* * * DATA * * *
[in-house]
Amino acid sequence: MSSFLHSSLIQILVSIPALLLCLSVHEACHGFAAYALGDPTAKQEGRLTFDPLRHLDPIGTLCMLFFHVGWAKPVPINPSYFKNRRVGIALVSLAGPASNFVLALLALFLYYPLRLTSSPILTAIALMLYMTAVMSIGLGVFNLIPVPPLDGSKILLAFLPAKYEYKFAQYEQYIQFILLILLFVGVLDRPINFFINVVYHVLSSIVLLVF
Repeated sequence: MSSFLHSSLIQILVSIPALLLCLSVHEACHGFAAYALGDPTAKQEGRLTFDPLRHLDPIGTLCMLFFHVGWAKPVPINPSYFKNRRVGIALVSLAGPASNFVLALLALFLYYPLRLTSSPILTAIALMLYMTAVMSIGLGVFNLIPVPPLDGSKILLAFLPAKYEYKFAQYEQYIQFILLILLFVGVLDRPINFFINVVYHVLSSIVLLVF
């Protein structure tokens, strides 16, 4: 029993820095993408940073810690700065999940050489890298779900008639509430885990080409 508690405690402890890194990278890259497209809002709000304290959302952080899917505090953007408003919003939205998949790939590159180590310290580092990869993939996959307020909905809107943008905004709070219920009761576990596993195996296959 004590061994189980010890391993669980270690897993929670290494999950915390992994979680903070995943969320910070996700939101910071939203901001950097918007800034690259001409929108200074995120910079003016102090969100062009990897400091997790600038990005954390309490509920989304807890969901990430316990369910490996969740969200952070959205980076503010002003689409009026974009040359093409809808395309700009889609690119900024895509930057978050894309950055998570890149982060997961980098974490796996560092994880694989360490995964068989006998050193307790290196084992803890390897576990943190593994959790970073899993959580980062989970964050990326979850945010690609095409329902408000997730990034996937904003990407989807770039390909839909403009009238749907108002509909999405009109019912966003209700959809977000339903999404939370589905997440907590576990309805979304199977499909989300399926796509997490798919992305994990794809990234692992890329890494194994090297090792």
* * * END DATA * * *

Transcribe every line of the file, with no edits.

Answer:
[in-house]
Amino acid sequence: MSSFLHSSLIQILVSIPALLLCLSVHEACHGFAAYALGDPTAKQEGRLTFDPLRHLDPIGTLCMLFFHVGWAKPVPINPSYFKNRRVGIALVSLAGPASNFVLALLALFLYYPLRLTSSPILTAIALMLYMTAVMSIGLGVFNLIPVPPLDGSKILLAFLPAKYEYKFAQYEQYIQFILLILLFVGVLDRPINFFINVVYHVLSSIVLLVF
Repeated sequence: MSSFLHSSLIQILVSIPALLLCLSVHEACHGFAAYALGDPTAKQEGRLTFDPLRHLDPIGTLCMLFFHVGWAKPVPINPSYFKNRRVGIALVSLAGPASNFVLALLALFLYYPLRLTSSPILTAIALMLYMTAVMSIGLGVFNLIPVPPLDGSKILLAFLPAKYEYKFAQYEQYIQFILLILLFVGVLDRPINFFINVVYHVLSSIVLLVF
């Protein structure tokens, strides 16, 4: 029993820095993408940073810690700065999940050489890298779900008639509430885990080409 508690405690402890890194990278890259497209809002709000304290959302952080899917505090953007408003919003939205998949790939590159180590310290580092990869993939996959307020909905809107943008905004709070219920009761576990596993195996296959 004590061994189980010890391993669980270690897993929670290494999950915390992994979680903070995943969320910070996700939101910071939203901001950097918007800034690259001409929108200074995120910079003016102090969100062009990897400091997790600038990005954390309490509920989304807890969901990430316990369910490996969740969200952070959205980076503010002003689409009026974009040359093409809808395309700009889609690119900024895509930057978050894309950055998570890149982060997961980098974490796996560092994880694989360490995964068989006998050193307790290196084992803890390897576990943190593994959790970073899993959580980062989970964050990326979850945010690609095409329902408000997730990034996937904003990407989807770039390909839909403009009238749907108002509909999405009109019912966003209700959809977000339903999404939370589905997440907590576990309805979304199977499909989300399926796509997490798919992305994990794809990234692992890329890494194994090297090792």